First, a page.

In France, the Delahayes will be driven by Schell, Dreyfus, Comotti and Carriere, and the Talboth by Chiron, Etancelin and Le Begue.
Talking of cadet drivers, the R.A.C.I. has a plan for training racing drivers en masse which was put into execution last season by the introduction of touring car classes in several sports-car races. This resulted in the number of budding drivers increasing from 235 to 470. Next year these aspirants will be moved up to the sports class, and the logical development seems to be that in 1939 there will be about 500 racing drivers clamouring to join the Alfa or Maserati teams !
On the 1,500 c.c. Front
The excitement of the new formula has rather overshadowed the 1,500 c.c. movement, which made such great strides
last season. However, there will still be plenty of fun to be had with the “juniors,” and the E.R.A. colours are likely to be severely challenged this year. The Maserati bolt was rather shot last year, but the Bolognese manufacturer has managed to put in some good work on the cars and hopes to do better next season. Both the six and four-cylinder engines will be used, and it is interesting to note that the former car complies with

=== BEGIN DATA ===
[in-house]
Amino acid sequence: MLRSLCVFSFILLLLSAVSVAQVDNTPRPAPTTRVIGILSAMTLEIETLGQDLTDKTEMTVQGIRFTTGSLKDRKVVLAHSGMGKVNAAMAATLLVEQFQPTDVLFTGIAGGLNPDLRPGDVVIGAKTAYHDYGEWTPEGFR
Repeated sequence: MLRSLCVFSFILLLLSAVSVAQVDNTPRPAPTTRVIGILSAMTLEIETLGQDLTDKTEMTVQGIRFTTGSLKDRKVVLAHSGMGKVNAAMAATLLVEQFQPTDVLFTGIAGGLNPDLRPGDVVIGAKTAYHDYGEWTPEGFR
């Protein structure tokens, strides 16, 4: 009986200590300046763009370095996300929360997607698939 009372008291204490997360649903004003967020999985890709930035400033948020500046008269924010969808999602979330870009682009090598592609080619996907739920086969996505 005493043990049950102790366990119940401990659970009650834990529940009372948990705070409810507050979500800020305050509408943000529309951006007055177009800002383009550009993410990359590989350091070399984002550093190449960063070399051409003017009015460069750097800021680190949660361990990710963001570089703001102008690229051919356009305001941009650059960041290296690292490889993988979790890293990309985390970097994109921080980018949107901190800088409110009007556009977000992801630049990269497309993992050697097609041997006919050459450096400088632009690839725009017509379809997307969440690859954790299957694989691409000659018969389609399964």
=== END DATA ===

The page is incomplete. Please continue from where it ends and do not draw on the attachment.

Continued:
the new formula specification. In addition, the amalgamation of the Alfa factory with Ferrari seems likely to accelerate the plans for a 1,500 c.c. car which have been rumoured concerning both parties for some time. In fact, I am assured that the Alfa Corse actually has a sixcylinder 1,500 c.c. engine on test, which is good. news.
The rumour is given added point by the statement of milio Villoresi, who said that he had joined the team to race 1,500 c.c. cars.
A Race to be Seen
I strongly advise Grand l’rix enthusiasts to start making plans now to see the French Grand Prix on July 3rd. Arrange to have your summer holidays then, so that you can get to Reims in good time to see the practising.